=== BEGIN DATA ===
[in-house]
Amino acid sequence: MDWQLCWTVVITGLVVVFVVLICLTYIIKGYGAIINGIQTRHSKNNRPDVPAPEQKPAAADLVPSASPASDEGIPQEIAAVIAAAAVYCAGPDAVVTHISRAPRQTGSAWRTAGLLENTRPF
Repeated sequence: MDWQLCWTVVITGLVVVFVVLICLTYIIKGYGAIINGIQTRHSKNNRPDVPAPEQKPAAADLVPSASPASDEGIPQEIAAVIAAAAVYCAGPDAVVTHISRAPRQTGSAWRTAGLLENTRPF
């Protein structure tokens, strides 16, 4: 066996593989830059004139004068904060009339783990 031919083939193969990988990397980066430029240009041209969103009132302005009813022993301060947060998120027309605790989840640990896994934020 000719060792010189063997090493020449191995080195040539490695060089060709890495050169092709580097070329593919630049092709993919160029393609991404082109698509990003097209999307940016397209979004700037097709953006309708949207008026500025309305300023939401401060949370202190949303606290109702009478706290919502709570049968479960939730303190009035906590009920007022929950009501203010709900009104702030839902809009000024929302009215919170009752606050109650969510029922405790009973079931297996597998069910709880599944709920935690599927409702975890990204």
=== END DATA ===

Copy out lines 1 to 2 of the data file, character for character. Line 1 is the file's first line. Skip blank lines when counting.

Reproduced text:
[in-house]
Amino acid sequence: MDWQLCWTVVITGLVVVFVVLICLTYIIKGYGAIINGIQTRHSKNNRPDVPAPEQKPAAADLVPSASPASDEGIPQEIAAVIAAAAVYCAGPDAVVTHISRAPRQTGSAWRTAGLLENTRPF